The Donald declares: Trump announces presidential bid

Businessman Donald Trump (Reuters/Jim Young)
Real estate mogul and reality TV star Donald Trump announced he is running for president in 2016. He is also about to disclose his net worth, estimated at $9 billion. Opinion polls, however, indicate he is the most unpopular candidate of all.

Sources close to Trump’s campaign, who talked to the media on condition of anonymity, say that he will publish the financial disclosures on Tuesday, after the political rally at New York’s Trump Tower that began at 11 am local time. The two-page document will show a valuation of Trump’s hotels and other properties, and show an outline of his debts as well as cash on hand.

The rumored figure of $9 billion in assets is more than twice the $4.1 billion estimate of Trump’s net worth by Forbes magazine. Either way, he would be the wealthiest Republican candidate.

Though Trump has fueled speculation about running in 2012, he never entered the race. The financial disclosure indicates that this time he’s serious. In addition to hiring staffers in early primary states such as New Hampshire, Iowa and South Carolina, Trump has notified NBC that he won’t be renewing his contract for the popular reality show, “The Apprentice.”

Under a 1978 federal law, presidential candidates have to file a personal financial disclosure with the Federal Election Commission (FEC) within 30 days of announcing their candidacy, though they can request two extensions of 45 days each. The disclosure has to contain their personal income and financial interests, as well as those of their spouses and dependent children.

Touring Iowa at the beginning of June, Trump told the Des Moines Register he would be the “most successful person ever to run for president."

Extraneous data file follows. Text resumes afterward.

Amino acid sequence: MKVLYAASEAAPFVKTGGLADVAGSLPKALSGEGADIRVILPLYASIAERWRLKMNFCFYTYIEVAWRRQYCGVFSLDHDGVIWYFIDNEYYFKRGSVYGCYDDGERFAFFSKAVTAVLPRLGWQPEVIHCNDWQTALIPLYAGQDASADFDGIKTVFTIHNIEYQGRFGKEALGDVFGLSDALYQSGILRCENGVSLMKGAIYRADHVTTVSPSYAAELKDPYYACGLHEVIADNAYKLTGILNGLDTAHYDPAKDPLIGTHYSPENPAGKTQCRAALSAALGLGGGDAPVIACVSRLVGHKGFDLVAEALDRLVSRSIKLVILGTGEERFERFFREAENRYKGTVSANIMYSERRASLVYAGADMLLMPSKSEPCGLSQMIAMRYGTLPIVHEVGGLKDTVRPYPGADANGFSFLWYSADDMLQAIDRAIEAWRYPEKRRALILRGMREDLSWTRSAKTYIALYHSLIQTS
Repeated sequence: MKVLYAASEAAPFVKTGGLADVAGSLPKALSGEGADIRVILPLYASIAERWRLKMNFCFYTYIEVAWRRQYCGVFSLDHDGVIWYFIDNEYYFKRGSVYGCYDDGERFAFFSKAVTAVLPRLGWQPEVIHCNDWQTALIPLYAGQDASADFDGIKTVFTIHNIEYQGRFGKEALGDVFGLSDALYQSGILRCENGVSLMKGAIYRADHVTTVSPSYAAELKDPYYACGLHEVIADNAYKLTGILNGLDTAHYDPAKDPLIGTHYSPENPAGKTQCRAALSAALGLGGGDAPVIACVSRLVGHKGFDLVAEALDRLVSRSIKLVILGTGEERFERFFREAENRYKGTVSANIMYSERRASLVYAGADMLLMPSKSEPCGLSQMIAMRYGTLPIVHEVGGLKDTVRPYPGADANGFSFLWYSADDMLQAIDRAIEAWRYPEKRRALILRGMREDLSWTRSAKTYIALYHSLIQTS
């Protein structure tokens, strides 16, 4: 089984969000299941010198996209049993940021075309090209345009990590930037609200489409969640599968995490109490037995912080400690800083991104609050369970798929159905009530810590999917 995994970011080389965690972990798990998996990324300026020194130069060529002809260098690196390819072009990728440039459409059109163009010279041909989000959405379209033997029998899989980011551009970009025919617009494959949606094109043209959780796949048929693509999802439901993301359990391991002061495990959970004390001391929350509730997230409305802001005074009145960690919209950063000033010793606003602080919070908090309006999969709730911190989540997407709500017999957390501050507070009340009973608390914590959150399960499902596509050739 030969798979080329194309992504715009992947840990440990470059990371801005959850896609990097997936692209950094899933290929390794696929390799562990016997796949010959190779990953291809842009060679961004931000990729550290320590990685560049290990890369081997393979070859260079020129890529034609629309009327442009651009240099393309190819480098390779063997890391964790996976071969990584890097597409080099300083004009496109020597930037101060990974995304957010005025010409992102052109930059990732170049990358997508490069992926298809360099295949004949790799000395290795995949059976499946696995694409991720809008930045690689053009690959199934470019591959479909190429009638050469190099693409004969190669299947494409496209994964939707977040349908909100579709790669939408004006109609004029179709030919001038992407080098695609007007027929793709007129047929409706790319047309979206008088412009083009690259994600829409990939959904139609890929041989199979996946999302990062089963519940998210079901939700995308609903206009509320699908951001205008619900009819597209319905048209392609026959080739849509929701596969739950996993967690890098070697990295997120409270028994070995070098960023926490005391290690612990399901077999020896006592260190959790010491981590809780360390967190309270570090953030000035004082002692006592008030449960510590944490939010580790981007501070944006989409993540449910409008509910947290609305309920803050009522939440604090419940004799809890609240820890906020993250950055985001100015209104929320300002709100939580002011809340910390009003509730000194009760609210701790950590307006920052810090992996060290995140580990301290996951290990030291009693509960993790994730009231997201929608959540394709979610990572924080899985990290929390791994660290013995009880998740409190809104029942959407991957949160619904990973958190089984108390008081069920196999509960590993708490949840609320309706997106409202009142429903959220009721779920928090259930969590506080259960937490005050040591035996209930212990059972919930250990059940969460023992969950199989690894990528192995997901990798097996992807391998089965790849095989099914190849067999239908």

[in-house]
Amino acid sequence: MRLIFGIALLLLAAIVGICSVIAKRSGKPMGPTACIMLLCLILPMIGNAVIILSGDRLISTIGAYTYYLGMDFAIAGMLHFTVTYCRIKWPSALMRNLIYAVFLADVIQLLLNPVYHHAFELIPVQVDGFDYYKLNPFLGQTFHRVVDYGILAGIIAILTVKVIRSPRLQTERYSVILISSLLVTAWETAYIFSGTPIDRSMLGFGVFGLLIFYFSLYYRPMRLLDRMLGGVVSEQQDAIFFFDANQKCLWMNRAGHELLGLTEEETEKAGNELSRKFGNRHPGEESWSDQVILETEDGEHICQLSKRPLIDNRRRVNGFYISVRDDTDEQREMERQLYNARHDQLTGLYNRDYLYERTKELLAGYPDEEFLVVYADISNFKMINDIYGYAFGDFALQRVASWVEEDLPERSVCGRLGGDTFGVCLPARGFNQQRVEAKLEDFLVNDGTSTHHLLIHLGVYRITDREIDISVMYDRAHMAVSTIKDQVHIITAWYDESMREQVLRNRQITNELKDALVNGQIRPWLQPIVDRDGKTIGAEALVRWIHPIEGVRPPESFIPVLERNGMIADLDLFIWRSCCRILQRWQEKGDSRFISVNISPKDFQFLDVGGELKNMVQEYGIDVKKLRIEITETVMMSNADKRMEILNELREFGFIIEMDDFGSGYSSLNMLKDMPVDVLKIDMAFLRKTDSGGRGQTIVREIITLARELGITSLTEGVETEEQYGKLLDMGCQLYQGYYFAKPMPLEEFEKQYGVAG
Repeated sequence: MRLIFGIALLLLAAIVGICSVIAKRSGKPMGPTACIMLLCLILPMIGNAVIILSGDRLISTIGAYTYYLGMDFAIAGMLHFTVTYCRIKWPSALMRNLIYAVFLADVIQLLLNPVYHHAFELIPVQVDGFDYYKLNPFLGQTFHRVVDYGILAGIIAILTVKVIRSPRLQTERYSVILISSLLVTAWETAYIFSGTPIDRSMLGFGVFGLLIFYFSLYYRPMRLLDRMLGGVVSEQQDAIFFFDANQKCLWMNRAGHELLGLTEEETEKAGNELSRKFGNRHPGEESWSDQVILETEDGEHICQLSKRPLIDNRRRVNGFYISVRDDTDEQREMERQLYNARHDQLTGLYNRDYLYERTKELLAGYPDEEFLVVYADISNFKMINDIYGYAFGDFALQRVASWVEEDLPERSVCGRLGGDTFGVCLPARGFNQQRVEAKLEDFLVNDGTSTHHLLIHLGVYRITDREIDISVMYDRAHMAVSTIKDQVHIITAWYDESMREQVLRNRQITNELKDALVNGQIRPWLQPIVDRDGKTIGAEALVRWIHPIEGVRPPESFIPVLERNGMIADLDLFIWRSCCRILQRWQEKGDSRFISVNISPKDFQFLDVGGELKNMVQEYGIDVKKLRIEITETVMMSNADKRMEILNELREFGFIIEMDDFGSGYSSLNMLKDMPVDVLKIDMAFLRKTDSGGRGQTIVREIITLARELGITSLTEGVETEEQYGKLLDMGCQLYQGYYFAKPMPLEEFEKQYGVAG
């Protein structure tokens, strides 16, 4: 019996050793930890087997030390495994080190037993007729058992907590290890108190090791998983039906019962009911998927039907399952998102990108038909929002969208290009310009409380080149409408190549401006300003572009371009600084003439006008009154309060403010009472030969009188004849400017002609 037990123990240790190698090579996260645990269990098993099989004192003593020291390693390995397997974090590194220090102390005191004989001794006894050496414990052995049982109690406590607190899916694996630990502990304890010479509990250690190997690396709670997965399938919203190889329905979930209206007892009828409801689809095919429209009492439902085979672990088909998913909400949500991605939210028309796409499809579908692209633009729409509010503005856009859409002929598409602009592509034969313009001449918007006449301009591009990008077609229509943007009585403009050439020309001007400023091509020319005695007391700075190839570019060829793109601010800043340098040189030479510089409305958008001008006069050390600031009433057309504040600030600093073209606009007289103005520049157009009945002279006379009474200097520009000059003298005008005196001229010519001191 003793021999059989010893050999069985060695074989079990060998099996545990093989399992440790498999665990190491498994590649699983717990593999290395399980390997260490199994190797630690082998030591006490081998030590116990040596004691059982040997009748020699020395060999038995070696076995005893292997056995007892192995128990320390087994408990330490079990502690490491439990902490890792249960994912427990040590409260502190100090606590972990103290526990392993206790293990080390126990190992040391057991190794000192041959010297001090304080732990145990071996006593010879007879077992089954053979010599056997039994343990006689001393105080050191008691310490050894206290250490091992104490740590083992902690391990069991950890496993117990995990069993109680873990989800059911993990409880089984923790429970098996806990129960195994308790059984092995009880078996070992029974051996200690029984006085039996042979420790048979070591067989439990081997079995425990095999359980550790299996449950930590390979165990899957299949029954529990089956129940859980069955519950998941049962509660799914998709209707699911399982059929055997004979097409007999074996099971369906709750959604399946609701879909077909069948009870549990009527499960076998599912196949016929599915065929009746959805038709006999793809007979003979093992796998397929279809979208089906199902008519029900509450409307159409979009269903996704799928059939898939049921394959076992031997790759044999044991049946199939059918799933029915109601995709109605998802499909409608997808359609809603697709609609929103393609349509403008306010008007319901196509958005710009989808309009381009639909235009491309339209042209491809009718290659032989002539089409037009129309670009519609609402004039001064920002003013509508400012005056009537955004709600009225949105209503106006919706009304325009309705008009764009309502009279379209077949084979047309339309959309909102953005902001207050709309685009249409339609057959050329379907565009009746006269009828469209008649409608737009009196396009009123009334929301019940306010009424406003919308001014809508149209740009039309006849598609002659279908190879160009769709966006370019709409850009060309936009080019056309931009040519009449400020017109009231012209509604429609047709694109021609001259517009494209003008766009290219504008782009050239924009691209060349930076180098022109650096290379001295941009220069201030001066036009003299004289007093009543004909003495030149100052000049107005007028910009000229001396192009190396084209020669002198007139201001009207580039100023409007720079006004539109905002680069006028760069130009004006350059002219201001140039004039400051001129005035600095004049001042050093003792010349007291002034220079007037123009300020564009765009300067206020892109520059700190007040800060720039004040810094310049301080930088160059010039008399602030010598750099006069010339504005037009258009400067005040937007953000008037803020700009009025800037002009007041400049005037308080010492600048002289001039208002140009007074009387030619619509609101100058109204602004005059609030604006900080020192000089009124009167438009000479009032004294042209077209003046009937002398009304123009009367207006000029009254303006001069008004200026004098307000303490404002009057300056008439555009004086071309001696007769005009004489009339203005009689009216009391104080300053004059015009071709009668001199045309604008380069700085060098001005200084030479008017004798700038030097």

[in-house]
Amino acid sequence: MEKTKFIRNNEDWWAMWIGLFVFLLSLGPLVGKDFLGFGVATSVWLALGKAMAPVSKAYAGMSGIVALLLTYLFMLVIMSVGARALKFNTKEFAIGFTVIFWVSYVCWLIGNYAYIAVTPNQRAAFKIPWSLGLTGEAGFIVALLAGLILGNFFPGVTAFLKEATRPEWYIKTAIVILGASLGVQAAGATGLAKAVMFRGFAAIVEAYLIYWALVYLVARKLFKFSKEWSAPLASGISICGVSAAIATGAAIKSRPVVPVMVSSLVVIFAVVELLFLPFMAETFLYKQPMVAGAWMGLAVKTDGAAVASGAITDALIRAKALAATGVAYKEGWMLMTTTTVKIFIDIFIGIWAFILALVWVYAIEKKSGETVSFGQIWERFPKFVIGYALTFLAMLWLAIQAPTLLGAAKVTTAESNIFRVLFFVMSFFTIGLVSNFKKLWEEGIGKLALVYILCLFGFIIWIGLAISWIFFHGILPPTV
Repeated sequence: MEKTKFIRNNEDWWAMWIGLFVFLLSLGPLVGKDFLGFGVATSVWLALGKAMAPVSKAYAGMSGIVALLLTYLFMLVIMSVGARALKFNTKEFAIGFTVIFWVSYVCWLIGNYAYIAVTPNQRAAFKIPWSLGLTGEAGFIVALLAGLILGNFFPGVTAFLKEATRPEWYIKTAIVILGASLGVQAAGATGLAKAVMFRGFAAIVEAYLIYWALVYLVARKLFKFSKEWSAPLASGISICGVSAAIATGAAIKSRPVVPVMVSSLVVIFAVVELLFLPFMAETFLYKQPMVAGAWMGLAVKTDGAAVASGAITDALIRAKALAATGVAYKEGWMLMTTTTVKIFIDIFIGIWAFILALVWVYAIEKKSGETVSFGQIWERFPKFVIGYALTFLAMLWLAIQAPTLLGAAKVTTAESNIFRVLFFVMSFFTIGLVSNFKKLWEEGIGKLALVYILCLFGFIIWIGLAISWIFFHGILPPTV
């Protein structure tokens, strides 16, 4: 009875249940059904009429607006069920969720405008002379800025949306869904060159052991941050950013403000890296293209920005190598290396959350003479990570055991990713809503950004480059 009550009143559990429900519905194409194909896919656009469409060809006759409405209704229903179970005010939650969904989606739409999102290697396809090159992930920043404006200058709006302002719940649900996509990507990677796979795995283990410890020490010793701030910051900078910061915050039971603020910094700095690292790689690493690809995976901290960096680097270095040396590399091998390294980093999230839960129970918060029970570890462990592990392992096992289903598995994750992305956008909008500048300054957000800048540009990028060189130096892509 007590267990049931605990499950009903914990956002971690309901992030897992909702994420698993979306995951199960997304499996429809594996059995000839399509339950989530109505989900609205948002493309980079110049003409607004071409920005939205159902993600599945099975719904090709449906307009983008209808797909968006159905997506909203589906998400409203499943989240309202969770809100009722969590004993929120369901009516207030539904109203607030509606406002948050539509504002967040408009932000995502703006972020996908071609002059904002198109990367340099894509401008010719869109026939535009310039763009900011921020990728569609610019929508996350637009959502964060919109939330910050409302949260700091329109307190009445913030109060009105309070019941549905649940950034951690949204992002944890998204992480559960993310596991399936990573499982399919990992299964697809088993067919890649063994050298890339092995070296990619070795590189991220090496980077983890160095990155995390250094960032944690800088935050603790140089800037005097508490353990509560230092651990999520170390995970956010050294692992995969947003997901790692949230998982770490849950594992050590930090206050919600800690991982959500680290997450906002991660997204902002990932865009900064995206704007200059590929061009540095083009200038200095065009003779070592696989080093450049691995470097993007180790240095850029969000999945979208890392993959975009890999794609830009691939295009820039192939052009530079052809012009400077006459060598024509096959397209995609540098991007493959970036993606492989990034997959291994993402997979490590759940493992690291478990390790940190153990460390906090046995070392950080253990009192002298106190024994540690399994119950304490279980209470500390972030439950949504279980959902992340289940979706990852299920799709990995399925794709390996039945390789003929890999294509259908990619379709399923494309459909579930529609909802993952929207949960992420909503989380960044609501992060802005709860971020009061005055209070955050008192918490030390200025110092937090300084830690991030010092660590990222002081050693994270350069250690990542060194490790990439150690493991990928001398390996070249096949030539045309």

Ross Perot isn’t successful like me,” Trump said, referring to the Texas businessman who received nearly 19 percent of the popular vote in 1992. Comparing himself to the previous Republican contender, Trump said, “I have a Gucci store that’s worth more money than Romney.”

In a February interview to the Washington Post, Trump dismissed rumors that his bid was a publicity stunt. “Everybody feels I’m doing this just to have fun or because it’s good for the brand,” he said. “Well, it’s not fun. I’m not doing this for enjoyment. I’m doing this because the country is in serious trouble.”

His campaign slogan is “Make America Great Again.”

In addition to joining a crowded Republican field, Trump faces another daunting prospect: Americans just don’t seem to like him very much. A recent Washington Post/ABC poll shows that only sixteen percent of US voters regard him favorably, while seventy-one percent do not, giving him a favorability rating of negative 55. By comparison, Hillary Clinton’s rating is a negative 4.

According to statistical analysts FiveThirtyEight, who predicted the 2012 presidential election results with uncanny precision, Trump’s favorability is at negative 32 points, the worst by far of all 106 candidates in their database since 1980.

The most popular candidate ever? 1999’s George W. Bush.